Taking your cat to the vet can be a drag. First, you have to find and catch her. Then you have to shove her into a carrier, risking life and limb. Finally, you have to drive her to the vet, listening to her squall the entire trip. It seems that the getting there takes more time and energy than the visit itself! So, is it worth bringing your cat in each year even when she seems healthy? YES!!
Cats, even those who live exclusively indoors, benefit from the protection of vaccines. Rabies is a disease that is invariably fatal to humans, cats and other mammals. If your cat slips out the door or a bat enters your house, it is possible for him to become infected. To protect human life, Virginia state law requires that all cats (and dogs) over the age of 16 weeks be vaccinated against rabies. Indoor cats can also be exposed to other viral diseases, such as panleukopenia, calicivirus or feline herpesvirus. Whether it is from a new cat entering the household or carried in on your shoes from outside, indoor cats are at risk of contracting these diseases if they are unvaccinated.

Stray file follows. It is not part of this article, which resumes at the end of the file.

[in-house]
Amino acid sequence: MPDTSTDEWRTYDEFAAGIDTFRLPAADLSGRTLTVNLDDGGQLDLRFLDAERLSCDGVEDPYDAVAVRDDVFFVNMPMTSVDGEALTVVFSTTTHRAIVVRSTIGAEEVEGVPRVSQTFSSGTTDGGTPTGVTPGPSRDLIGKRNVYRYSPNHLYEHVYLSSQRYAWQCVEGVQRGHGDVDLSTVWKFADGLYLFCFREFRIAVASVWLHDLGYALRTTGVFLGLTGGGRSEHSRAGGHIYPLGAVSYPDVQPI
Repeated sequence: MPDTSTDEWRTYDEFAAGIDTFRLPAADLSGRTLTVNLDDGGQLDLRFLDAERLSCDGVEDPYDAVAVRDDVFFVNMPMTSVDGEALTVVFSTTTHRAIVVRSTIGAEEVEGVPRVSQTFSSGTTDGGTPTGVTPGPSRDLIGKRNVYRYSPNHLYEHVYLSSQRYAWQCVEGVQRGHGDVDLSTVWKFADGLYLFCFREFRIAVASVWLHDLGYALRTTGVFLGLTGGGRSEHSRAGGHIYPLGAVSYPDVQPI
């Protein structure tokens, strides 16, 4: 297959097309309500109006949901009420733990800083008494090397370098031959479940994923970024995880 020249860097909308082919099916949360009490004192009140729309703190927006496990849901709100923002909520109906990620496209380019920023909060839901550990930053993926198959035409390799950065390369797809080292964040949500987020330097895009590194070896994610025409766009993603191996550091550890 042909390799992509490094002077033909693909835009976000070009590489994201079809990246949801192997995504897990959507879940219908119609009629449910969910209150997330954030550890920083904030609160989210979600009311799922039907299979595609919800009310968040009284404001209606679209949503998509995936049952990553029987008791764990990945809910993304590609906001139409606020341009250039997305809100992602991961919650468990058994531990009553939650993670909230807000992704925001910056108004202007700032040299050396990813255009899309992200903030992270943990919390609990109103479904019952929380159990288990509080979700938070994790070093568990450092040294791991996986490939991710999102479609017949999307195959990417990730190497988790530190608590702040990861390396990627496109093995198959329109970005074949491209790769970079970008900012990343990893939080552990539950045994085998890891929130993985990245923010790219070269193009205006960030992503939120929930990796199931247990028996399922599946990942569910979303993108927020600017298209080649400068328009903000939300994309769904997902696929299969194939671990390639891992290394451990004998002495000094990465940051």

Cats are notorious for hiding their illnesses. It can be really difficult to know if they are sick until they are very ill. Not to mention that most cats do not allow owners to even peek in their mouths. A yearly exam allows the doctor to look for dental disease before it becomes very painful, monitor weight so gains and losses don’t go unnoticed, and ask important questions about your cat’s habits that might indicate subtle illness.
The best way to ease the stress of getting to the vet is to practice! Help your cat get used to the carrier by associating it with something pleasant, like food or treats. Start feeding her right outside the carrier until she is comfortable there, then move the food into the carrier. Feeding her in the carrier frequently will help make it less scary. Practice taking short car trips or even just sitting in the car while it’s running, all while feeding treats or a small meal to keep the experience positive. Gradually build up to longer car rides until she is relaxed in the car. If you start this process when your cat is a kitten, trips to the vet will always be stress free.
Don’t let the stress of taking your cat to the vet prevent you from doing what is best for them. Yearly exams, even when your cat is young, are a great way to keep up with your cat’s health. Call your vet to discuss other techniques to reduce anxiety when coming in to the hospital.